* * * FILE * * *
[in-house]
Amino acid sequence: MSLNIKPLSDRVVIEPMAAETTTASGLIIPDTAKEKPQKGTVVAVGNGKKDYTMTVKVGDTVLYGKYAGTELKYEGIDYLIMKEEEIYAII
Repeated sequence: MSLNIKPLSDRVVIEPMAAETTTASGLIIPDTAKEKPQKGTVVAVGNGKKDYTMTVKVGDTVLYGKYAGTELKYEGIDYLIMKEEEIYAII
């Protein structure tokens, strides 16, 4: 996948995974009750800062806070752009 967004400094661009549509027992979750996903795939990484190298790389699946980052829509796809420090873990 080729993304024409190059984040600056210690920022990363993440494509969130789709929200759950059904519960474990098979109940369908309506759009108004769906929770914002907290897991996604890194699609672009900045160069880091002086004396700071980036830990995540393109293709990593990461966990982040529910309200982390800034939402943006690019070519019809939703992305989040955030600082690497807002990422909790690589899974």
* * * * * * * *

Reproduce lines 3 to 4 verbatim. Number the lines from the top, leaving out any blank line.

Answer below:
Repeated sequence: MSLNIKPLSDRVVIEPMAAETTTASGLIIPDTAKEKPQKGTVVAVGNGKKDYTMTVKVGDTVLYGKYAGTELKYEGIDYLIMKEEEIYAII
């Protein structure tokens, strides 16, 4: 996948995974009750800062806070752009 967004400094661009549509027992979750996903795939990484190298790389699946980052829509796809420090873990 080729993304024409190059984040600056210690920022990363993440494509969130789709929200759950059904519960474990098979109940369908309506759009108004769906929770914002907290897991996604890194699609672009900045160069880091002086004396700071980036830990995540393109293709990593990461966990982040529910309200982390800034939402943006690019070519019809939703992305989040955030600082690497807002990422909790690589899974």